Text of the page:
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res judicata

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noun res ju·di·ca·ta \ˈrēz-ˌjü-di-ˈkä-tə\

Definition of res judicata

  1. :  a matter finally decided on its merits by a court having competent jurisdiction and not subject to litigation again between the same parties



Origin of res judicata

Latin, judged matter


First Known Use: 1693

Rhymes with res judicata


Law Dictionary

res judicata

play
noun res ju·di·ca·ta \ˈrēz-ˌjü-di-ˈkä-tə, ˈrās-ˌyü-\

Legal Definition of res judicata

  1. 1 :  a thing, matter, or determination that is adjudged or final: as a :  a claim, issue, or cause of action that is settled by a judgment conclusive as to the rights, questions, and facts involved in the dispute b :  a judgment, decree, award, or other determination that is considered final and bars relitigation of the same matter <the trial court interpreted the earlier order as a dismissal with prejudice and thus res judicata as to the subsequent complaint — Southeast Mortg. Co. v. Sinclair, 632 So. 2d 677 (1994)>; also :  the barring effect of such a determination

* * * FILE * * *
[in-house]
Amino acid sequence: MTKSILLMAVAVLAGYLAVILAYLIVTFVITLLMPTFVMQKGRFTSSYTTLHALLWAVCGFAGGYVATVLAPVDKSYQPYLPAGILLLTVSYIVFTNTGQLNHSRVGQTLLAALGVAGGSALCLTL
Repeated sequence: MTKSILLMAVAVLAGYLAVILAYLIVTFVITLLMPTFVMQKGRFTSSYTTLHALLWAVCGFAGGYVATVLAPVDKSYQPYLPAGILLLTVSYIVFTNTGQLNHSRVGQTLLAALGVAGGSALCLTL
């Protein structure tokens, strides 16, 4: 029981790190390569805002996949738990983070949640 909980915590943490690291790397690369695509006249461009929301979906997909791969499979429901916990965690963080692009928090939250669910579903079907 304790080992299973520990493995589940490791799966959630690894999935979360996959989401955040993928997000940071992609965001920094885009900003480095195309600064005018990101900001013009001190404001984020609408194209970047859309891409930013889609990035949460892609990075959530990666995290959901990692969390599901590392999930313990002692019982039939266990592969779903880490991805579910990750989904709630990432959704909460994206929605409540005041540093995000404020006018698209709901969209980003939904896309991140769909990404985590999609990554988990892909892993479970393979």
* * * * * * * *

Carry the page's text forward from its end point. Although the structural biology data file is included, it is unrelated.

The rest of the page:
2. 2 :  a principle or doctrine that generally bars relitigation or reconsideration of matters determined in adjudication <the doctrine of res judicata precludes the presentation of issues in a post-conviction petition which have previously been decided upon direct appeal — Stowers v. State, 657 N.E.2d 194 (1995)>: as a :  a broad doctrine in civil litigation that requires and includes the barring of relitigation of settled matters under merger, bar, collateral estoppel, and direct estoppel :  former adjudication — compare bar 3b, estoppel by judgment at estoppel 2a, merger 4 b :  a specific doctrine that precludes relitigation of claims and issues arising from the same cause of action between the same parties and their privies after a final judgment on the merits by a competent tribunal or after some other final determination having the same effect <res judicata precludes only subsequent suits on the same cause of action; collateral estoppel may preclude relitigation of issues in later suits on any cause of action — J. H. Friedenthal et al.> —called also claim preclusion

  3. 3 :  an affirmative defense based on res judicata



Origin of res judicata

Latin, judged matter


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